For more than half a century, motion picture film was made from a substance once touted as an explosive. When plant cellulose—typically from cotton—is treated with nitric and sulfuric acids, it becomes cellulose nitrate, which is also known as guncotton. With six times the bang of standard gunpowder, guncotton was eyed as a replacement for gunpowder. But guncotton turned out to have too much bang: it was unstable, unpredictable, extraordinarily inflammable.
The addition of camphor and other chemicals turned guncotton into celluloid but did not neutralize the combustibility of the stuff. Nonetheless, celluloid became one of the first commercial plastics. It was used from the 1840s on to replicate more expensive material like ivory, shell, horn, exotic hardwoods, and rubber. Celluloid false teeth, dinnerware, billiard balls, and combs were typical household items—all of them surprisingly combustible.
By the end of the nineteenth century, thin strips of celluloid holding light-sensitive emulsions were running through cameras. This nitrate film, as it’s usually called, was used for about sixty years before production finally ceased, long after its potential weaknesses were known.
As archivist Heather Heckman writes, “if there’s one thing people known about nitrate film,” it’s that it burns.
“Nitrate film stock cannot be extinguished,” she explains. “It burns in the absence of oxygen, conveniently producing its own supply even when completely submerged under water. Once it starts burning, it releases explosive gases, which the burning films ignite.”
To say that it’s dangerous is itself a dangerous understatement. “Nitrate fires have taken at least five lives and destroyed literally millions of feet of our cinematic heritage,” writes Heckman. Nevertheless, even after “safety film,” made of cellulose acetate, was introduced in the 1930s, nitrate stock remained the film of choice for filmmakers. Its ability to produce “lustrous images” was one reason, but so was its durability.
“Until the 1950s, it clearly outperformed safety stocks in terms of tensile strength and resistance to shrinkage and warp,” Heckman writes.
Even though a lot of nitrate film has decayed to illegibility, crumbled to dust, or burnt up in spectacular fires, there’s still many millions of feet of it in archives around the world. So the preservation of nitrate film is an issue—but perhaps not as much of an issue as once thought. The late twentieth-century “Nitrate Won’t Wait” preservation campaign is now criticized by some archivists and scholars. For one thing, once nitrate prints were copied to other media—copying inevitably results in loss of information—the originals were destroyed.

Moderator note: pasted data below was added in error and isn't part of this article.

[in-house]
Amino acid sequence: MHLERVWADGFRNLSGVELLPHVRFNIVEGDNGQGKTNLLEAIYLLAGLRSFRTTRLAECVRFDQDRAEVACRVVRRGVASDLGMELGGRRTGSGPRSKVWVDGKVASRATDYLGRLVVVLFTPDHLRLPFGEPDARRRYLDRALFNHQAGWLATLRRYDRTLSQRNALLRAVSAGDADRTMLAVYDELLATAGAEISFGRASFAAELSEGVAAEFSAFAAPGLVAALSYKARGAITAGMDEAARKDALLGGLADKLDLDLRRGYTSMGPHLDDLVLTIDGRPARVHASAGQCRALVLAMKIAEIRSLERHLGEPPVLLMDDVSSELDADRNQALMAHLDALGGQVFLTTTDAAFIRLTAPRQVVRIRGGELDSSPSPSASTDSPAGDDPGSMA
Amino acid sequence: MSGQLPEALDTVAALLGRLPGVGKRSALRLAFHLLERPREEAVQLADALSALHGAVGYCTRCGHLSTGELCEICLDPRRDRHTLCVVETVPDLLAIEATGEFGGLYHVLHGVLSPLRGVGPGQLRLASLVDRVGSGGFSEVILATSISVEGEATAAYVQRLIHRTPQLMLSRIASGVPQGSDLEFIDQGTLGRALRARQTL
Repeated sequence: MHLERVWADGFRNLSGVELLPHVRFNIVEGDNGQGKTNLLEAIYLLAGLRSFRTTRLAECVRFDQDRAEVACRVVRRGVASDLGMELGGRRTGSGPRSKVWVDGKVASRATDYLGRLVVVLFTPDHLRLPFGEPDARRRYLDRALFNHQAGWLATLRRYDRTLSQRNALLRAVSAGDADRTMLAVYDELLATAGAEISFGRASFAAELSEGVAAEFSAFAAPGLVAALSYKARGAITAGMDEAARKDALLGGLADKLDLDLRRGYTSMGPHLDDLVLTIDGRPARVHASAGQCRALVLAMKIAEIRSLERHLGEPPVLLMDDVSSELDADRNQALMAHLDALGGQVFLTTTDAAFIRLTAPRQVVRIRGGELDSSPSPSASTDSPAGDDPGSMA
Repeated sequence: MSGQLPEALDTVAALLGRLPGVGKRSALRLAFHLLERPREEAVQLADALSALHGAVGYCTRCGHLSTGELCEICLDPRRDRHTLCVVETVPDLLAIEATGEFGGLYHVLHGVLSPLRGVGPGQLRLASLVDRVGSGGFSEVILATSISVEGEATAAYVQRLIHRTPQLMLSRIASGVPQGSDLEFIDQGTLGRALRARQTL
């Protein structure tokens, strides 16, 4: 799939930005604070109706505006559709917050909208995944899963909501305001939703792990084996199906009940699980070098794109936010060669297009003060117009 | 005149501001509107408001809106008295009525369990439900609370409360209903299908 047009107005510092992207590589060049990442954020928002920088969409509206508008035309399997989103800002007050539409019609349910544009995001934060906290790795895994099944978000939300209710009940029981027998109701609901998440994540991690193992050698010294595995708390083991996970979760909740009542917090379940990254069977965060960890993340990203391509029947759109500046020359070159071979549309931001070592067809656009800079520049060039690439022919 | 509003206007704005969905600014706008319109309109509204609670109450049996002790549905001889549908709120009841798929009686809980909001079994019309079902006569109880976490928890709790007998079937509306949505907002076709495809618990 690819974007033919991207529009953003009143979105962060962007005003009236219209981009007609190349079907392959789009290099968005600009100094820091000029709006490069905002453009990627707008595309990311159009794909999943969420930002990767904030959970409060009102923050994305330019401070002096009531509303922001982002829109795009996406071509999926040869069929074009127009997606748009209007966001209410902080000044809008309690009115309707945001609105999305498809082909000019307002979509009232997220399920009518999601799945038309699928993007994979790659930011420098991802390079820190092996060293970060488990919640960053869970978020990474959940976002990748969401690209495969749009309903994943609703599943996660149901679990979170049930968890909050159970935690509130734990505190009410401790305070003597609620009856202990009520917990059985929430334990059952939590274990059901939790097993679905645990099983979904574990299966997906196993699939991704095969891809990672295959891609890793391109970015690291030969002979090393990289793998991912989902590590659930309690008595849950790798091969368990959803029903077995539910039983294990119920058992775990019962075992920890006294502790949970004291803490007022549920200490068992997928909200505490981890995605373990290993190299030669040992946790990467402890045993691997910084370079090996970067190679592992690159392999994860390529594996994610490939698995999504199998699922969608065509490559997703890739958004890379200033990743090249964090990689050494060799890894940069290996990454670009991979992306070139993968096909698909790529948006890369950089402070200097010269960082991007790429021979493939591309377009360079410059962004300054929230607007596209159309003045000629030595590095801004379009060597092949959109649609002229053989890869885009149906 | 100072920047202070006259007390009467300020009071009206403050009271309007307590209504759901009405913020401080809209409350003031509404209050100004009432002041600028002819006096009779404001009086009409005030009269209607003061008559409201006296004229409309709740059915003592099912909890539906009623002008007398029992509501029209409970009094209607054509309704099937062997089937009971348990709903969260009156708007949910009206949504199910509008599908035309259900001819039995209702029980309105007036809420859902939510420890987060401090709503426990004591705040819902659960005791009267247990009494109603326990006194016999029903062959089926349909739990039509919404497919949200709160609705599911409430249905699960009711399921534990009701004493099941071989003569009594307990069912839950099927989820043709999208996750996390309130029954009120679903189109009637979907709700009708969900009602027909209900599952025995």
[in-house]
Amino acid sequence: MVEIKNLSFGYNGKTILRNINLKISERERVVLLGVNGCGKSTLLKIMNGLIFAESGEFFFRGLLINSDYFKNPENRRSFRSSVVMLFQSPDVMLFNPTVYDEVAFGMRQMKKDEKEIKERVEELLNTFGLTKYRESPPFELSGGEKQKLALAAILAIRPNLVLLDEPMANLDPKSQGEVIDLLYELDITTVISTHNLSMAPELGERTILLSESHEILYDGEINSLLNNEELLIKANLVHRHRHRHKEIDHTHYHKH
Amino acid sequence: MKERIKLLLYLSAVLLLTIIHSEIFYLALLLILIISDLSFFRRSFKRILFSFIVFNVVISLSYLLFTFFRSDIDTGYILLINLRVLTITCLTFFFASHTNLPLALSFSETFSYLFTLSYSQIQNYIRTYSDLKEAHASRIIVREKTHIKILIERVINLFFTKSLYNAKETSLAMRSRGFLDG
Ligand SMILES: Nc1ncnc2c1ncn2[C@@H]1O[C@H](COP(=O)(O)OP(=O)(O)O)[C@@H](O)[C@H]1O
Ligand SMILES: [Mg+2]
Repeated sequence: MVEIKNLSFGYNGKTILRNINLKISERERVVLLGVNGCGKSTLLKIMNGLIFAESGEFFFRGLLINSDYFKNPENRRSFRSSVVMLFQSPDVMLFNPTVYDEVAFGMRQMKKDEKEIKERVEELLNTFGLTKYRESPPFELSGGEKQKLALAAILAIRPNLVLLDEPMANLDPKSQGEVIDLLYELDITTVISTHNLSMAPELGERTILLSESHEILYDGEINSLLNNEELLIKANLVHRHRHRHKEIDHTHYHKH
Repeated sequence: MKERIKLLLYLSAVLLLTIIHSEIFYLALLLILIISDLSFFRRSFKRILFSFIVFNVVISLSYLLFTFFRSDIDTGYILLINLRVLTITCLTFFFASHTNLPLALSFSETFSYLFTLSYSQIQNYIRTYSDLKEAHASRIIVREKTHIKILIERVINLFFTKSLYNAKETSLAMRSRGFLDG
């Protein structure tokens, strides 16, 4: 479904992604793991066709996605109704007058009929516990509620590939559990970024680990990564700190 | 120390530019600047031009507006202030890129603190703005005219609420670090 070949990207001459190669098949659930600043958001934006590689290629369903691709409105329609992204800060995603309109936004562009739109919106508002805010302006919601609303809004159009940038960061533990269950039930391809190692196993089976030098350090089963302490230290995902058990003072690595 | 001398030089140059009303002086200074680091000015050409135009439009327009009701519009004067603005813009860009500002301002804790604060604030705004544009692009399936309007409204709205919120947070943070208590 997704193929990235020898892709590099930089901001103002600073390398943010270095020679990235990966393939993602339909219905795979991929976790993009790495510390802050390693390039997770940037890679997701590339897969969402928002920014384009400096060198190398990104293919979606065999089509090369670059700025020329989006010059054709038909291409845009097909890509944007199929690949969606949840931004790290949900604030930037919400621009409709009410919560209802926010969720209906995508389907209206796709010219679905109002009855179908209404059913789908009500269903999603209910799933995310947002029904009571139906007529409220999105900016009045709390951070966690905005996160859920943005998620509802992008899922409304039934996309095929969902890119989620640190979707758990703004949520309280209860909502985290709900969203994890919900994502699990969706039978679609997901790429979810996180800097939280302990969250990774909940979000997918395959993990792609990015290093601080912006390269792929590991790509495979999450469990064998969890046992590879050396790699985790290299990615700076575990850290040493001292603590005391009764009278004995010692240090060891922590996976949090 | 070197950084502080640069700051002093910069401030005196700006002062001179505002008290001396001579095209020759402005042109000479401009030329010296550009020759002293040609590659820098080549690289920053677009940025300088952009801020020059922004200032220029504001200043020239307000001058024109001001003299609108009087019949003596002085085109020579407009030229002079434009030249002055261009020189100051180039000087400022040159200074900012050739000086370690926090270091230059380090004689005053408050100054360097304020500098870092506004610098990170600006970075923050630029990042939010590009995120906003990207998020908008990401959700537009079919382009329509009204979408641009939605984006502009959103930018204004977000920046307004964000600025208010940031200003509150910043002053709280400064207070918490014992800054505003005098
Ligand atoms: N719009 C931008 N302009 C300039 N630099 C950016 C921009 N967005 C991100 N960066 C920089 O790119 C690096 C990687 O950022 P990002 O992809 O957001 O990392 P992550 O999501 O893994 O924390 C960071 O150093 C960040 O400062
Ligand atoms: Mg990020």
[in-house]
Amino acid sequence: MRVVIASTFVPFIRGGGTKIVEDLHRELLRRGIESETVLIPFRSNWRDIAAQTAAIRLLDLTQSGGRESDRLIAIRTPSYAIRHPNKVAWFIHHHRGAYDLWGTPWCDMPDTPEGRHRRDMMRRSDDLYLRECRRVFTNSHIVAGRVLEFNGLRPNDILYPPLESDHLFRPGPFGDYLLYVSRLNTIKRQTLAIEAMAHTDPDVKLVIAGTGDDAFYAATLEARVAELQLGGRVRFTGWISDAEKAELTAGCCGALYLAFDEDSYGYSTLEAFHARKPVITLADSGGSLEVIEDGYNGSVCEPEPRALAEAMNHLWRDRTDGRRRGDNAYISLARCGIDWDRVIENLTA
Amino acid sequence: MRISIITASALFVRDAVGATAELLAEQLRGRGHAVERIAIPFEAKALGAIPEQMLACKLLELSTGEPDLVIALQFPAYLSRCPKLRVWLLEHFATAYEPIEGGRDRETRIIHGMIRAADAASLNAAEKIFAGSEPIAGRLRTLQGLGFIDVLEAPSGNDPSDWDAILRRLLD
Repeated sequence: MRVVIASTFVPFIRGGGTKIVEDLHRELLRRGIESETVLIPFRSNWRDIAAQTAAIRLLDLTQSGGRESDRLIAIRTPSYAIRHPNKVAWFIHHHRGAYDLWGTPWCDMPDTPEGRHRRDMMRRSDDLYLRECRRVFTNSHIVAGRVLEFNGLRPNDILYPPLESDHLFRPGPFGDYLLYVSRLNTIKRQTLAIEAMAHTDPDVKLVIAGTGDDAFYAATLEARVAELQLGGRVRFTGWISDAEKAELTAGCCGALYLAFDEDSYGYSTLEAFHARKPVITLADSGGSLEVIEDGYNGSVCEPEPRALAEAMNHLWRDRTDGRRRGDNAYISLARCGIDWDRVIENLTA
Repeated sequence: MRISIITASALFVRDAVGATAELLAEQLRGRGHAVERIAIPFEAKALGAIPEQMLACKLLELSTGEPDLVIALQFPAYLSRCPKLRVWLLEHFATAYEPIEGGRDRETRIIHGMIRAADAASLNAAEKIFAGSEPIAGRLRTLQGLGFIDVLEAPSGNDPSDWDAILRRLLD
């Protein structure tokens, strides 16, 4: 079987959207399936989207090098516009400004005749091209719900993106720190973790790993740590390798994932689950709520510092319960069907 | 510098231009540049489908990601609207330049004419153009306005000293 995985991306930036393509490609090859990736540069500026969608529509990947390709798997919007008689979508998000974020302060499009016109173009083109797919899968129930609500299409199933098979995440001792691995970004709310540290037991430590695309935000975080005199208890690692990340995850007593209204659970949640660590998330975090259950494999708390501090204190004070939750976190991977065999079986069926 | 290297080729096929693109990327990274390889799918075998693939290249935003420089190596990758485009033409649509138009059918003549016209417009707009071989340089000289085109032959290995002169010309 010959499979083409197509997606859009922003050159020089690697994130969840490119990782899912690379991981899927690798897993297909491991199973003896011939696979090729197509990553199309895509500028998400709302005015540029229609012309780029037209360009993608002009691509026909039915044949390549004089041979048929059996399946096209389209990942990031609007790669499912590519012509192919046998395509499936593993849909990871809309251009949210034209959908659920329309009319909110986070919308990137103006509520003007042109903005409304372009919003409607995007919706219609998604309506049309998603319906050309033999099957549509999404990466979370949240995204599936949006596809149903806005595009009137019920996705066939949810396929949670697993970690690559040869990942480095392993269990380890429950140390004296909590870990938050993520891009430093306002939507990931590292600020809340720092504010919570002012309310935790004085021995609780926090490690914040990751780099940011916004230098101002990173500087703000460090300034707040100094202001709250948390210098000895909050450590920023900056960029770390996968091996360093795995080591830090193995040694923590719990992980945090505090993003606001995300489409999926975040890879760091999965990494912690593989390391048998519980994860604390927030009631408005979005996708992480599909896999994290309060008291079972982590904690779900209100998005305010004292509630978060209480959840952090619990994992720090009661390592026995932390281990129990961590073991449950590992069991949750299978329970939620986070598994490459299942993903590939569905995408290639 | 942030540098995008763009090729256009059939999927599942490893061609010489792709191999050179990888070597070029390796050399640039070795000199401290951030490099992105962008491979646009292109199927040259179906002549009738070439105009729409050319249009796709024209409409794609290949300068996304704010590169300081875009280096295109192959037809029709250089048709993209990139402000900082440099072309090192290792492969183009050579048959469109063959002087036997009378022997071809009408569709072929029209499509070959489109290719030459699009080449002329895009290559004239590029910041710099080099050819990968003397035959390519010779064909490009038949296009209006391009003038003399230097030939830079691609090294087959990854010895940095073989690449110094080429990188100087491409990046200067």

Transferring nitrate to safety film stocks is expensive. Transferring to digital is also expensive—and who knows how long digital copies last? The Danish Film Institute “concluded that cold storage of nitrate originals is cheaper than digital preservation copying,” Heckman writes. The Library of Congress, George Eastman House, Academy Film Archive, and UCLA Film and Television Archive now favor “long-term preservation” rather than the copy-and-destroy policy once touted as being essential before it was too late. (Film preservation manuals, however, still often endorse copy-and-destroy as optimal.)
“Nitrate film stock is desperately in need of an advocacy campaign that emphasizes its assets rather that its liabilities,” Heckman writes, while noting that “we can reasonably presume that the majority of footage will remain in archival vaults for the long term.” Decomposition is “virtually negligible” in storage at 2°C and 20–30 percent relative humidity.
Heckman argues that there’s plenty of room for new research into nitrate film and for collaboration between chemists, archivists, and film scholars.
Of course, everything decays. It’s just a question of time. Safety film was designed so it wouldn’t erupt into flames, but it will break down into acetate, meaning vinegar. Today’s film stocks are petroleum-based polyesters, which are assumed to have a thousand-year lifespan at 20°C and 50 percent relative humidity, which may be a lot of assumption. Plastics are notorious for not biodegrading readily, but they do degrade chemically at high rates, resulting in, among other things, all the microplastic in animal bodies, including our own.
Meanwhile, the “digitization of everything” hasn’t nearly digitized everything by a long, long way, and the approach begs other questions of durability and access. We simply don’t know what will last as long as the so-far oldest, consistently accessible, mass-information storage system: the codex, or book.
Explore the evolution of best practices in digitization and preservation:
- Krystyna K. Matusiak and Tamara K. Johnston investigate nitrate negative collections at the American Geographical Society Library
- Bregt Lameris offers a historical overview of nitrate film preservation at the Nederlands Filmmuseum
- Ramesh Kumar discusses the early “scavenge and salvage” approach of the National Film Archive of India
- Justin McKinney documents the origins of the Museum of Modern Art Film Library